Truman Doctrine  

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Train wreck at Montparnasse (October 22, 1895) by Studio Lévy and Sons.
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Train wreck at Montparnasse (October 22, 1895) by Studio Lévy and Sons.

The Truman Doctrine was an American foreign policy created to counter Soviet geopolitical spread during the Cold War. It was first announced to Congress by President Harry S. Truman on March 12, 1947 and further developed on July 12, 1948 when he pledged to contain Soviet threats to Greece and Turkey. American military force was usually not involved, but Congress appropriated free gifts of financial aid to support the economies and the military of Greece and Turkey. More generally, the Truman doctrine implied American support for other nations threatened by Soviet communism. The Truman Doctrine became the foundation of American foreign policy, and led, in 1949, to the formation of NATO, a military alliance that is still in effect. Historians often use Truman's speech to date the start of the Cold War.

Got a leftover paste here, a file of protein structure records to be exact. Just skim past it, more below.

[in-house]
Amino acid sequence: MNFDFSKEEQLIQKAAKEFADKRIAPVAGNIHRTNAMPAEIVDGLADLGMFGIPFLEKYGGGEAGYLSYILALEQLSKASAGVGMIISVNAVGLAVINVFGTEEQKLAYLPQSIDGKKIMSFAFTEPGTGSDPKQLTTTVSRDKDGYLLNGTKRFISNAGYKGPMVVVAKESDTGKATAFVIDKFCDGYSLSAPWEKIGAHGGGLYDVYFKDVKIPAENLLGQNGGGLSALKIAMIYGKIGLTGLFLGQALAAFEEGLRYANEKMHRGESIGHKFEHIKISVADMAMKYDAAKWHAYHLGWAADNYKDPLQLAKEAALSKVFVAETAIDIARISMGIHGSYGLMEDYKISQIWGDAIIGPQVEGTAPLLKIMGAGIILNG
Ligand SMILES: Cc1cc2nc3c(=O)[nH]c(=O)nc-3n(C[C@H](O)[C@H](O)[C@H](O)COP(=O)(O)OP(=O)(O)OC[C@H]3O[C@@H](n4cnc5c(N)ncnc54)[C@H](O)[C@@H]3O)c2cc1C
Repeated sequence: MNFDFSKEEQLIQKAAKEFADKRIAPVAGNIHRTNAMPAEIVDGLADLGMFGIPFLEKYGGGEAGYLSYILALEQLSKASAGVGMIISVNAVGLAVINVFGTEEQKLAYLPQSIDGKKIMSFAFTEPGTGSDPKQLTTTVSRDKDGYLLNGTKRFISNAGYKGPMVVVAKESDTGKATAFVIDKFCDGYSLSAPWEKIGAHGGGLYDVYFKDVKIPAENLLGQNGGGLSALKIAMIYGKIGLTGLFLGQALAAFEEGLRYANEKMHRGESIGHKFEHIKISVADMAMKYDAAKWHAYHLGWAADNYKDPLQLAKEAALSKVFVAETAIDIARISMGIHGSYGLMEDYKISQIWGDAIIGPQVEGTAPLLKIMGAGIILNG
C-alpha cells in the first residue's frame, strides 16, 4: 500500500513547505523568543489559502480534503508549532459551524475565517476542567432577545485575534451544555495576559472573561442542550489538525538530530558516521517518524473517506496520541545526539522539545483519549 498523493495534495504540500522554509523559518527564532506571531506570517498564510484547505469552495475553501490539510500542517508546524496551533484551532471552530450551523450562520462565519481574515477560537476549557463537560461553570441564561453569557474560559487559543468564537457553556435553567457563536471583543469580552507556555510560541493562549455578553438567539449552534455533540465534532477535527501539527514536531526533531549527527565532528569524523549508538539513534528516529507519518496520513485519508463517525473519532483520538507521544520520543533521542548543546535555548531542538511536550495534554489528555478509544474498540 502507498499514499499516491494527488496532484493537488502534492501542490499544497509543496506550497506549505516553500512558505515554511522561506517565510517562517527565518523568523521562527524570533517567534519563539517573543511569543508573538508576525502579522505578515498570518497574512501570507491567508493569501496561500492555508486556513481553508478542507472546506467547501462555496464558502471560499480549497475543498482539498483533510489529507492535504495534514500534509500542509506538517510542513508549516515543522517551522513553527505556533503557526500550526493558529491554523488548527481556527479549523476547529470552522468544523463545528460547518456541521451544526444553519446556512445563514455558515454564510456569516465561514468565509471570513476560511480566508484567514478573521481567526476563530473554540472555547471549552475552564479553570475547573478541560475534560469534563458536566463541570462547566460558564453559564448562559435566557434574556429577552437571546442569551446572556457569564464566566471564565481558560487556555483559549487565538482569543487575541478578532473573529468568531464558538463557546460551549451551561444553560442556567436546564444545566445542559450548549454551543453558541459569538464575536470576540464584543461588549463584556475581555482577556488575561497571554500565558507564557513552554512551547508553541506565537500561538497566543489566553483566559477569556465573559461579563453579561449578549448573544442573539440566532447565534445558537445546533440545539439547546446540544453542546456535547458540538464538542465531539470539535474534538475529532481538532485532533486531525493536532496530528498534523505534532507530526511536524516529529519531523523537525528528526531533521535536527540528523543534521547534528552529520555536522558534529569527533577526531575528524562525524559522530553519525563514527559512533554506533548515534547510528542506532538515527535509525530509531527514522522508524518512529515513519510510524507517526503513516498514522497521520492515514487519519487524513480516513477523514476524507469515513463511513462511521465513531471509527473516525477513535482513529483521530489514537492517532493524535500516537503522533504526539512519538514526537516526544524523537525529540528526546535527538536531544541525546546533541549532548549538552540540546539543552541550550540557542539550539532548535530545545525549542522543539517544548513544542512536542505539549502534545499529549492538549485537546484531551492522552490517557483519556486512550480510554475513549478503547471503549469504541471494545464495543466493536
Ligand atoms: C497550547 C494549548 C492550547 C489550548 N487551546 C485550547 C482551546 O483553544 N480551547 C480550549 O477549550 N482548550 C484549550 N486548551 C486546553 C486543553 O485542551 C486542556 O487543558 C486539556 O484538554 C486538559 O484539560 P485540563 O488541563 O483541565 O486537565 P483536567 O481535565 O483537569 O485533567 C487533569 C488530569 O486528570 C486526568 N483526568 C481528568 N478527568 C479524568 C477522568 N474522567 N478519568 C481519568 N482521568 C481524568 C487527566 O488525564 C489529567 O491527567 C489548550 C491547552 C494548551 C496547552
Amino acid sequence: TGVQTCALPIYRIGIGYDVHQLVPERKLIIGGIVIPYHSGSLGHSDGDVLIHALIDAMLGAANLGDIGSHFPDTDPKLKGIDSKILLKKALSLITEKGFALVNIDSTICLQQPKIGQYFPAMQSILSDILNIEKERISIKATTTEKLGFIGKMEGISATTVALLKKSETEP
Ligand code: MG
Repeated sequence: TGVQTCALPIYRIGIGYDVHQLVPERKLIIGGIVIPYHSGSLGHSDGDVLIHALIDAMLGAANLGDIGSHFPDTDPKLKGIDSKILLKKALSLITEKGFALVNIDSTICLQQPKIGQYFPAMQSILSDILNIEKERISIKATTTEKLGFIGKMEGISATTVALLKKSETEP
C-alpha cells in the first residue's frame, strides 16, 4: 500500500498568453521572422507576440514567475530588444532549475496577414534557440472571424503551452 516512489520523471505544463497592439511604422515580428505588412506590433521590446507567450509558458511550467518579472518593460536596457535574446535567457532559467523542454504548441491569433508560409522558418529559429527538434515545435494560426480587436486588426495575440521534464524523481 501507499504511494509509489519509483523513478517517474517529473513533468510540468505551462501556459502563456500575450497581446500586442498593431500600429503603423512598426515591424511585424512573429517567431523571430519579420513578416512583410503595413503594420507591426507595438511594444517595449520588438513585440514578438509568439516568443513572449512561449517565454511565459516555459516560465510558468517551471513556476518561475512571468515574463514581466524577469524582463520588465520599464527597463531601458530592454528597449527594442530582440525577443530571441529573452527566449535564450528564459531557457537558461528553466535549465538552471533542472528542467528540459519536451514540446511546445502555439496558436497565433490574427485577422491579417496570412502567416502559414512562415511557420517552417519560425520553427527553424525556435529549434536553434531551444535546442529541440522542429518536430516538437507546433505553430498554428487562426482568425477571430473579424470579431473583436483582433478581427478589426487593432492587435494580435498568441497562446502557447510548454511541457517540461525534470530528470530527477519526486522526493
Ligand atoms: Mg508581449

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Unless indicated otherwise, the text in this article is either based on Wikipedia article "Truman Doctrine" or another language Wikipedia page thereof used under the terms of the GNU Free Documentation License; or on original research by Jahsonic and friends. See Art and Popular Culture's copyright notice.

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